October 2, 1943, a porter transferred all our belongings to Mr. Bokoros’ house. A few minutes later, Mother, Ninetta and I went to Mr. Bokoros’ house. My father went to the bank to transfer his money and papers to the bank director. On the way to Bokoros’ house, we encountered Mr. Zaharopoulos, a bus driver. He whispered to us that all the Jews of Athens had gone into hiding and that he was about to come to our house to tell us this. My mother thanked him and told him that we were leaving right away.
There was a great commotion at Bokoros’ house. People were coming and going. There was a battle going on between the Germans and the andartes and there were no spare horses for civilian use. To make matters worse, a German soldier entered the house, looked around and left without saying anything. There were many times where Greek collaborators would disguise German soldiers and this unexpected, suspicious visit alarmed my mother and the Bokoros family.
Thomas Bokoros went to the bank to find my father. Bokoros saw how busy my father was with all the formalities and went directly to the Director of the Bank. He told him to forget about the formalities and to get my father out of there immediately. The Director knew that Bokoros was with the Resistance and when Bokoros told him that he would be held responsible if anything happened to my father, he let him go without checking the amount of money being given to my father. My father left the bank on a supposed twenty-day leave of absence.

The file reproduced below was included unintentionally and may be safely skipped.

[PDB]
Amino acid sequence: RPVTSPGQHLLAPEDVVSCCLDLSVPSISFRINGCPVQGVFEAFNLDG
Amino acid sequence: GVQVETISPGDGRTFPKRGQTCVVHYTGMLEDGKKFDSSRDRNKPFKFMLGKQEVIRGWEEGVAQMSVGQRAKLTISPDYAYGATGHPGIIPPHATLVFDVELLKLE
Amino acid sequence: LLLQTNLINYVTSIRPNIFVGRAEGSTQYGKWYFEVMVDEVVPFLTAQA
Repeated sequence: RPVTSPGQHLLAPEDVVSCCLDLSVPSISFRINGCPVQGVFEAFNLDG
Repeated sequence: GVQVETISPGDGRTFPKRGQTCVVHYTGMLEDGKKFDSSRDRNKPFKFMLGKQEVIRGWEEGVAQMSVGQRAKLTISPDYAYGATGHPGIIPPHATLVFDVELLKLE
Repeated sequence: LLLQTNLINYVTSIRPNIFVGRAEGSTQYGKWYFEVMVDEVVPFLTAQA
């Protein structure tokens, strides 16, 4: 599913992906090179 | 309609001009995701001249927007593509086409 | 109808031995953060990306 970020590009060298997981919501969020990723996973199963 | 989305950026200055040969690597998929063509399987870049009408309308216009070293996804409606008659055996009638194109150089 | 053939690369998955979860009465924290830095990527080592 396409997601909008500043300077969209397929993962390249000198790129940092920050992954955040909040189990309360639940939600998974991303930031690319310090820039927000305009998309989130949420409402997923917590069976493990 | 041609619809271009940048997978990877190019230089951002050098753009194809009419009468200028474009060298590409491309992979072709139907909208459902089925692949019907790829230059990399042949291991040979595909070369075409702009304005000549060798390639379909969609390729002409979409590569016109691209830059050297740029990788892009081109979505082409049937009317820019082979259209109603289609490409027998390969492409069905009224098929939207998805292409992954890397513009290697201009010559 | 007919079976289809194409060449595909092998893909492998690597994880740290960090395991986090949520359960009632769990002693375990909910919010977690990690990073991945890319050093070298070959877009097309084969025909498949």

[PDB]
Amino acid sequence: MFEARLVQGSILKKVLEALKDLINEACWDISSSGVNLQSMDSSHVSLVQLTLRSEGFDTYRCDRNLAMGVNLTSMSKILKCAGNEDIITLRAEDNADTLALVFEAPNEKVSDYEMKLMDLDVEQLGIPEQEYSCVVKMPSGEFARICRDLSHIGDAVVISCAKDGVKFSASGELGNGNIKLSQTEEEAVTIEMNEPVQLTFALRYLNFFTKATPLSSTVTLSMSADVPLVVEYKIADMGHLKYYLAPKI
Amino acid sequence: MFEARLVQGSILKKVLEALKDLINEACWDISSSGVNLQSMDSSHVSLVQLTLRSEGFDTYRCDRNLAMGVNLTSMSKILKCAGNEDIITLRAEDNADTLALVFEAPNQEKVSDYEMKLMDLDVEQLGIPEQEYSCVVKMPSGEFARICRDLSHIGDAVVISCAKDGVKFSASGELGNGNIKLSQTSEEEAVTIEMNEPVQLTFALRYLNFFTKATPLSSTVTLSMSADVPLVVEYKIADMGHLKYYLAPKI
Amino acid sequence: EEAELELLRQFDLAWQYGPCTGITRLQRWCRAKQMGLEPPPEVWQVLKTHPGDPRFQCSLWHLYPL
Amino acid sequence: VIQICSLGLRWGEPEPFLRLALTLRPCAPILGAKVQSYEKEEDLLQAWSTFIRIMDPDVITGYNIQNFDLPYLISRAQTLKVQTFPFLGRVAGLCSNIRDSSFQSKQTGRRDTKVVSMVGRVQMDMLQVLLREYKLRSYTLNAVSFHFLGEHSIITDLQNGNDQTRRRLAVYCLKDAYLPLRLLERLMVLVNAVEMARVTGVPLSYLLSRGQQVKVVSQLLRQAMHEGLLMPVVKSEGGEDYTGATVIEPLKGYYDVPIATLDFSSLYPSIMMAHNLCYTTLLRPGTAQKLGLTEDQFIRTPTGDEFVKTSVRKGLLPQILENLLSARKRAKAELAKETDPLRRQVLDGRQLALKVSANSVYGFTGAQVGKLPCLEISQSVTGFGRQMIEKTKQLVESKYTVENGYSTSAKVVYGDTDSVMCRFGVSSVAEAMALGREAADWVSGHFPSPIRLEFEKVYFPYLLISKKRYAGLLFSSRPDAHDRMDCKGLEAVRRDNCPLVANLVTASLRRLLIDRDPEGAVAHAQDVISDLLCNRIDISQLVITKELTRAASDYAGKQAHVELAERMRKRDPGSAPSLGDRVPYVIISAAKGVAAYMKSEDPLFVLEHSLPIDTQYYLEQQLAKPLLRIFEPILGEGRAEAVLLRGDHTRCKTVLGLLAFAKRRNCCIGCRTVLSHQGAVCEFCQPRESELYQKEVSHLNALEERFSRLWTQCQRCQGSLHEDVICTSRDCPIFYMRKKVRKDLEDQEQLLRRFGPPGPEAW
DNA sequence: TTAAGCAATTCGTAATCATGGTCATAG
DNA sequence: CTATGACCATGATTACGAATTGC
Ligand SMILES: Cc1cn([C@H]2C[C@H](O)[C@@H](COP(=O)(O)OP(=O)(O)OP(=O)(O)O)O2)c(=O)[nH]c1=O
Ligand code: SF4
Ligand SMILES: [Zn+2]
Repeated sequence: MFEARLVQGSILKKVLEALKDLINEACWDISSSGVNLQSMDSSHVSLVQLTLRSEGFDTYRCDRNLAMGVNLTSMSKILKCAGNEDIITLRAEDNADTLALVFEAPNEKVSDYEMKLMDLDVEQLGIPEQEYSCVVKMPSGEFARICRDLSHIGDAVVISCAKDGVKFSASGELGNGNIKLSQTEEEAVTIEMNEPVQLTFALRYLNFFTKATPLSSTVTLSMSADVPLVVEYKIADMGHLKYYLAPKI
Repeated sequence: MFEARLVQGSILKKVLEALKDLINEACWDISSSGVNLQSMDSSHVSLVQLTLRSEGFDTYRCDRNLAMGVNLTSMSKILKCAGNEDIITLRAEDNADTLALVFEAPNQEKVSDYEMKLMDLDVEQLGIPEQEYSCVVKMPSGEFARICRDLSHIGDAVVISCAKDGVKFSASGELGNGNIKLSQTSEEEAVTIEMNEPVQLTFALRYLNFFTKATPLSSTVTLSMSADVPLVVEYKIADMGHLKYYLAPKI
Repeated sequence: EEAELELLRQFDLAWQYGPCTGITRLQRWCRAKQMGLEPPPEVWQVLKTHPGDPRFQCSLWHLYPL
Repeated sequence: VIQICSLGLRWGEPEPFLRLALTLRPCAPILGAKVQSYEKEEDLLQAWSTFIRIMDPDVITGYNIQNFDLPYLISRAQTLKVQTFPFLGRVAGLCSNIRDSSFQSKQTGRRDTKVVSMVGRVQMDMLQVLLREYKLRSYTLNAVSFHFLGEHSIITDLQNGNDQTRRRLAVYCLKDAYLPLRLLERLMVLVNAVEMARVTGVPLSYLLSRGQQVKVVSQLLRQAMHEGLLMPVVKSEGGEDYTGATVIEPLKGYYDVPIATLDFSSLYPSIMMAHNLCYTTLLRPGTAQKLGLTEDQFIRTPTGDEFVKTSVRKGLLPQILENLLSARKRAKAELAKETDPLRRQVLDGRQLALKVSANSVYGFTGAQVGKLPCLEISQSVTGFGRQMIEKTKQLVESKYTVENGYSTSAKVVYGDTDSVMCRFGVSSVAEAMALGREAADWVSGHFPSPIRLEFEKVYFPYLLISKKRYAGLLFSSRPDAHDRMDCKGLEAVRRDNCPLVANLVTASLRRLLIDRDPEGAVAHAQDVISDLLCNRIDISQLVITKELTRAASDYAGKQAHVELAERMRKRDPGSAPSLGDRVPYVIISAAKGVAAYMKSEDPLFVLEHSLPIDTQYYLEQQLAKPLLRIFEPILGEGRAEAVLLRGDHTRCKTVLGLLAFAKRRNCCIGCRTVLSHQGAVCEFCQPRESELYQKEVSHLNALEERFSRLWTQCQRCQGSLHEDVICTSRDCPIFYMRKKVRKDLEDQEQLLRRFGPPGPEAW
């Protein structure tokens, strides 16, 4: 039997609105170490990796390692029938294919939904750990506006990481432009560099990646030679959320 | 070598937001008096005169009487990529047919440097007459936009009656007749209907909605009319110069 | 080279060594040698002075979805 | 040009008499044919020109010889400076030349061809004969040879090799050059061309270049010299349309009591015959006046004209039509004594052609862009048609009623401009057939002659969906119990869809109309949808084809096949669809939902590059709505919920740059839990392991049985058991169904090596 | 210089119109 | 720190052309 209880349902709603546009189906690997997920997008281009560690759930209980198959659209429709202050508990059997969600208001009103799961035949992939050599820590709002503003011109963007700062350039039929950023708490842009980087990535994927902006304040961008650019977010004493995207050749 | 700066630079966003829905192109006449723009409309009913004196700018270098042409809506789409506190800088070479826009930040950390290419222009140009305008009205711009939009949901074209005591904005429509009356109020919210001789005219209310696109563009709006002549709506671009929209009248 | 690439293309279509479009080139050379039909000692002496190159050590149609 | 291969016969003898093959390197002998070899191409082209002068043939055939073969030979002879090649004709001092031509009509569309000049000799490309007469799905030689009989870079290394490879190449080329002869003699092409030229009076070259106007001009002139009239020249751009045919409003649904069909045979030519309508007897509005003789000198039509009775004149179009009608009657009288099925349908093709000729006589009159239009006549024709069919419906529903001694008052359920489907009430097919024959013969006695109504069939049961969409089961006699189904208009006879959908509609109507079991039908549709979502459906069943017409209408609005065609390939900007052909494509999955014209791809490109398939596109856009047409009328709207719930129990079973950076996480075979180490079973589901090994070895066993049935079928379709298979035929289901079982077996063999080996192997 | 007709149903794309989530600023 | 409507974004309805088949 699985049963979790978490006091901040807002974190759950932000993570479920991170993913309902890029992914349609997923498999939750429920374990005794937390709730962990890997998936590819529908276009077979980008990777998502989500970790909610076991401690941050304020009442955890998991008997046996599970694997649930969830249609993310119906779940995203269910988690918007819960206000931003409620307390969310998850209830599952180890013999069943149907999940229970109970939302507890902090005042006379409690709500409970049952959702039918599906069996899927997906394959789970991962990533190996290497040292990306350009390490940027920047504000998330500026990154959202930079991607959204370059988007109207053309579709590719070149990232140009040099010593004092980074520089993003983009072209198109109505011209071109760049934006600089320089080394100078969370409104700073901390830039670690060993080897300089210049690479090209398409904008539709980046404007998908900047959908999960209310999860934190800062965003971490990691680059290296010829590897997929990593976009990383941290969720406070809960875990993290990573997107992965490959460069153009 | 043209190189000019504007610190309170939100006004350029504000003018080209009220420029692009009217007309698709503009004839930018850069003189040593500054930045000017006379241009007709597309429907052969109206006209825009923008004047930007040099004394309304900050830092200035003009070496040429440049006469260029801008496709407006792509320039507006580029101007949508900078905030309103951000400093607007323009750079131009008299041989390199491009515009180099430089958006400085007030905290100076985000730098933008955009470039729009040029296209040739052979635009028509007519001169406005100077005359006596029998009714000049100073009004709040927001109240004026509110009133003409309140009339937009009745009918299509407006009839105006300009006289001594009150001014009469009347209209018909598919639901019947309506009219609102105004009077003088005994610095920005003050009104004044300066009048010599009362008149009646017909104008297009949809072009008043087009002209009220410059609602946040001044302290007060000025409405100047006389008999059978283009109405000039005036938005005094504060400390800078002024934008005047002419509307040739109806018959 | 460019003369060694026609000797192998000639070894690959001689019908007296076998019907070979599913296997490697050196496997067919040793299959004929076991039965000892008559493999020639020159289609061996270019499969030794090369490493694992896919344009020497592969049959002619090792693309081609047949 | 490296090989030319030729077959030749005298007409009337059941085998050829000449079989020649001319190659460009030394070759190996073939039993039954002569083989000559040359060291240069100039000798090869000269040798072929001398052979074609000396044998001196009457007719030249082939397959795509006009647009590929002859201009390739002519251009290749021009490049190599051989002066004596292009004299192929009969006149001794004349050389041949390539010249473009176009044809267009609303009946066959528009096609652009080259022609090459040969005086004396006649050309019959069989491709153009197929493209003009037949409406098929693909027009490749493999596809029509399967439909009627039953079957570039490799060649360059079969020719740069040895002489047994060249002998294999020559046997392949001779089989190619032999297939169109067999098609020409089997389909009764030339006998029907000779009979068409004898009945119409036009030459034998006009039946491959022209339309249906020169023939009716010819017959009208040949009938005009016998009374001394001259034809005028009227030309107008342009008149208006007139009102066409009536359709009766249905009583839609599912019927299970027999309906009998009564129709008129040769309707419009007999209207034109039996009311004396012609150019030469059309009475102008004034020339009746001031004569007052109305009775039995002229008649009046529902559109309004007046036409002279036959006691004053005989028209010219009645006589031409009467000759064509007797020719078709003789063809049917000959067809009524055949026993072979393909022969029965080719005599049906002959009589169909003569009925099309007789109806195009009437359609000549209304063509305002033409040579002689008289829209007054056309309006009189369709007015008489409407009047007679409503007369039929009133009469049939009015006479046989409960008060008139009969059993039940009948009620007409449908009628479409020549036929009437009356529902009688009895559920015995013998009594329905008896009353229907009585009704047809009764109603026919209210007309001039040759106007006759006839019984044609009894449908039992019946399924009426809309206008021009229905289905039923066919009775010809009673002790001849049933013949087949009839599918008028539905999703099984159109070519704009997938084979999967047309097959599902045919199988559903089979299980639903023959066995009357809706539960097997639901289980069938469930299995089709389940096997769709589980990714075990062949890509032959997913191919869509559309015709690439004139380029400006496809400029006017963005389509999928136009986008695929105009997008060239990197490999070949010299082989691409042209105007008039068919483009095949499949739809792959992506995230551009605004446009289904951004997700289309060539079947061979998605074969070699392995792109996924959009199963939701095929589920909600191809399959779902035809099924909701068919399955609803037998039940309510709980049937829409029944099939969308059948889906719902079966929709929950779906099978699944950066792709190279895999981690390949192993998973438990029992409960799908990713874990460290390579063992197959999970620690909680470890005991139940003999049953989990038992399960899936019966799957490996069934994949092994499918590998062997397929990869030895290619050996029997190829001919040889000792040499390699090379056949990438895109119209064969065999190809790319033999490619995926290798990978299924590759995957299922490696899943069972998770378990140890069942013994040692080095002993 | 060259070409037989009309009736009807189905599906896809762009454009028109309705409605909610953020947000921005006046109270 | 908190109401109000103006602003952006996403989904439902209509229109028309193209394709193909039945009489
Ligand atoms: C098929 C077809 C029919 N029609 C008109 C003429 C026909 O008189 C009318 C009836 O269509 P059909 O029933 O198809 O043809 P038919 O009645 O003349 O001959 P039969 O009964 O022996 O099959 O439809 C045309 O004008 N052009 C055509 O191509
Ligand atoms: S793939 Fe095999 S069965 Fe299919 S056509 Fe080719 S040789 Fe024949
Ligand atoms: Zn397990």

Since there were no horses available, Thomas and his brothers thought of another plan. They coordinated the plan with Psilopoulos, who had a car that he used to carry passengers to Houni, a village located 30 miles from Agrinion. The next day, Sunday, the 3 rd of October, 1943, Psilopoulos’ “gazozene” parked in front of Bokoros’ house. We loaded our things on top of the car and, after some more passengers boarded, we headed out for Houni ‘in style.’ The car stopped for a few minutes and my mother noticed one of the Eliezer brothers. She called him over and told him that we were leaving and that they should immediately do the same. Shortly afterwards, we were stopped at a German roadblock. The guards accepted the raisins and cigarettes that Psilopoulos offered them and we left occupied territory forever.
If my father had been delayed by the paperwork necessary for his leave for even two days, I am sure that this story would not have been written.